It’s Always the Network is a refrain that causes operations teams to shudder. No matter what your flavor of networking might be it’s always your fault. Even if the actual problem is DNS, a global BGP outage, or even some issue with the SaaS provider. Why do we always get blamed? And how can you prevent this from happening to you?
Users don’t know about the world outside of their devices. As soon as they click on something in a browser window they expect it to work. It’s a lot like ordering a package and having it delivered. It’s expected that the package arrives. You don’t concern yourself with the details of how it needs to be shipped, what routes it will take, and how factors that exist half a world away could cause disruptions to your schedule at home.
The network is the same to the users. If something doesn’t work with a website or a remote application it must be the “network” that is at fault. Because your users believe that everything not inside of their computer is the network. Networking is the way that stuff happens everywhere else. As professionals we know the differences between the LAN, the WAN, the cloud, and all points in between. However your users do not.
Have you heard about MTTI? It’s a humorous metric that we like to quote now that stands for “mean time to innocence”. Essentially we’re saying that we’re racing to find out why it’s not our problem. We check the connections, look at the services in our network, and then confidently explain to the user that someone else is at fault for what happened and we can’t fix that. Sounds great in theory, right?
Would you proudly proclaim that it’s someone else’s fault to the CEO? The Board of Directors? How about to the President of the US? Depending on how important the person you are speaking to might be you might change the way you present the information. Regular users might get “sorry, not my fault” but the CEO could get “here’s the issue and we need to open a ticket to fix it”. Why the varying service levels? Is it because regular users aren’t as important as the head of the company? Or is it because we don’t want to put in the extra effort for a knowledge workers that we would gladly do for the person that in ultimately going to approve a raise for us if we do extra work? Do you see the fallacy here?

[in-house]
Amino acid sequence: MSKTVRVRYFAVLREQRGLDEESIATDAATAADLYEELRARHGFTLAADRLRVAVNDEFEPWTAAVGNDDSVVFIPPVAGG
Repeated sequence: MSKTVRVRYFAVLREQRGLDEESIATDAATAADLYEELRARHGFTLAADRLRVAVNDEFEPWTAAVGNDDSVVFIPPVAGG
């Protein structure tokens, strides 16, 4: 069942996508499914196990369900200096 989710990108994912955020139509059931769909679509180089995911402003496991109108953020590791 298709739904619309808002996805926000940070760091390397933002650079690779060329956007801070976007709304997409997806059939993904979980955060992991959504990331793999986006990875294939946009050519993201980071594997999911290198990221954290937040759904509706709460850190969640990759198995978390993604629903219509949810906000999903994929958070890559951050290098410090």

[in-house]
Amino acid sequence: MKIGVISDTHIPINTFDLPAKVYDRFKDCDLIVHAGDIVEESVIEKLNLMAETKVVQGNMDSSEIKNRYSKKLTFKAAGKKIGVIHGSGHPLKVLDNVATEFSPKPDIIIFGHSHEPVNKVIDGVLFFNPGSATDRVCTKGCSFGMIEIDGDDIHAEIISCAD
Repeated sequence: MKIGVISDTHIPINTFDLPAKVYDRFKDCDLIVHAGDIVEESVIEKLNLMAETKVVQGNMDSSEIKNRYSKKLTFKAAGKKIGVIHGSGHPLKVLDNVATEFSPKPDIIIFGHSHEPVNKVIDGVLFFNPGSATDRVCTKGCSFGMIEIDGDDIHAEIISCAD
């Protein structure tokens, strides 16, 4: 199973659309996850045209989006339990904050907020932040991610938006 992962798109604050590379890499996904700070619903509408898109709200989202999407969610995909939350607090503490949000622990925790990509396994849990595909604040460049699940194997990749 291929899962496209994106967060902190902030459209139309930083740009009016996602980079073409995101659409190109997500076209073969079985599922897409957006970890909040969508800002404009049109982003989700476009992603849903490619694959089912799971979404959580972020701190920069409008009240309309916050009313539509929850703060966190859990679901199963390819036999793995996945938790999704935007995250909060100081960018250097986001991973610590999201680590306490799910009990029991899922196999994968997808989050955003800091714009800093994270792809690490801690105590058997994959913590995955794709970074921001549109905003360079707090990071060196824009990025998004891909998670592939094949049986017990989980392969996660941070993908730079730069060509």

Keeping Your Eyes Peeled
The answer, of course, is that every user at least deserves an explanation of where the problem is. You might be bent on justifying that it’s not in your network so you don’t have to do any more work but you also did enough work to place the blame outside of your area of control. Why not go one step further? You could check a dashboard for services on a cloud provider to see if they’re degraded. Or do a quick scan of news sites or social media to see if it’s a more widespread issue. Even checking a service to see if the site is down for more than just you is more information than just “not my problem”.
The habit of monitoring other services allows you to do two things very quickly. First is that it lowers the all-important MTTI metric. If you can quickly scan the likely culprits for outages you can then say with certainty that it’s out of your control. However, the biggest benefit to monitoring services outside of your organization that you rely on is that you’ll have forewarning for issues in your own organization. If your users come to you and say that they can’t get to Microsoft 365 and you already know that’s because they messed up a WAN router configuration you’ll head off needless blame. You’ll also know where to look next time to understand challenges.
If you’re already monitoring the infrastructure in your organization it only makes sense to monitor the infrastructure that your users need outside of it. Maybe you can’t get AWS to send you the SNMP strings you need to watch all their internal switches but you can easily pull information from their publicly available sources to help determine where the issues might lie. That helps you in the same way that monitoring switch ports in your organization helps you today. You can respond to issues before they get reported so you have a clear picture of what the impact will be.
When I worked for a VAR one of my biggest pet peeves was “not my problem” thinking. Yes, it may not be YOUR problem but it is still A problem for the user. Rather than trying to shift the blame let’s put our heads together to investigate where the problem lies and create a fix or a workaround for it. Because the user doesn’t care who is to blame. They just want the issue resolved. And resolution doesn’t come from passing the buck.